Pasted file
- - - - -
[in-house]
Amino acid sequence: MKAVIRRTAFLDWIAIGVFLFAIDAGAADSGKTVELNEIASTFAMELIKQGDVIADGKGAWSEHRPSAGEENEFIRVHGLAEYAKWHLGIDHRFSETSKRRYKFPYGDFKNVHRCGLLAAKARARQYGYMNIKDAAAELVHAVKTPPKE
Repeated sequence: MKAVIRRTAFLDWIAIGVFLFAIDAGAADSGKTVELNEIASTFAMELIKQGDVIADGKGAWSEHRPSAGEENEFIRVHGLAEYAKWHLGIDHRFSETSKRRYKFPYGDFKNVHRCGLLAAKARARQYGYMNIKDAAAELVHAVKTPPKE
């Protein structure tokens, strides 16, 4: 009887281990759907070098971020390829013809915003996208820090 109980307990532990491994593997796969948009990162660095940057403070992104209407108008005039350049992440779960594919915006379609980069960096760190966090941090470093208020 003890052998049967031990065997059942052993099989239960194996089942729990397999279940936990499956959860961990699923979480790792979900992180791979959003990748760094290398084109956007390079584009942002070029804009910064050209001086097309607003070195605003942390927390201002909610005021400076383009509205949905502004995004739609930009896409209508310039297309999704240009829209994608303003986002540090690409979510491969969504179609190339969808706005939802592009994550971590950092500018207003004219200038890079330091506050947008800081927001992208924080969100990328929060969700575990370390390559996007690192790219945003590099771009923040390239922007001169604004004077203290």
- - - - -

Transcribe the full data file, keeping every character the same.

[in-house]
Amino acid sequence: MKAVIRRTAFLDWIAIGVFLFAIDAGAADSGKTVELNEIASTFAMELIKQGDVIADGKGAWSEHRPSAGEENEFIRVHGLAEYAKWHLGIDHRFSETSKRRYKFPYGDFKNVHRCGLLAAKARARQYGYMNIKDAAAELVHAVKTPPKE
Repeated sequence: MKAVIRRTAFLDWIAIGVFLFAIDAGAADSGKTVELNEIASTFAMELIKQGDVIADGKGAWSEHRPSAGEENEFIRVHGLAEYAKWHLGIDHRFSETSKRRYKFPYGDFKNVHRCGLLAAKARARQYGYMNIKDAAAELVHAVKTPPKE
């Protein structure tokens, strides 16, 4: 009887281990759907070098971020390829013809915003996208820090 109980307990532990491994593997796969948009990162660095940057403070992104209407108008005039350049992440779960594919915006379609980069960096760190966090941090470093208020 003890052998049967031990065997059942052993099989239960194996089942729990397999279940936990499956959860961990699923979480790792979900992180791979959003990748760094290398084109956007390079584009942002070029804009910064050209001086097309607003070195605003942390927390201002909610005021400076383009509205949905502004995004739609930009896409209508310039297309999704240009829209994608303003986002540090690409979510491969969504179609190339969808706005939802592009994550971590950092500018207003004219200038890079330091506050947008800081927001992208924080969100990328929060969700575990370390390559996007690192790219945003590099771009923040390239922007001169604004004077203290």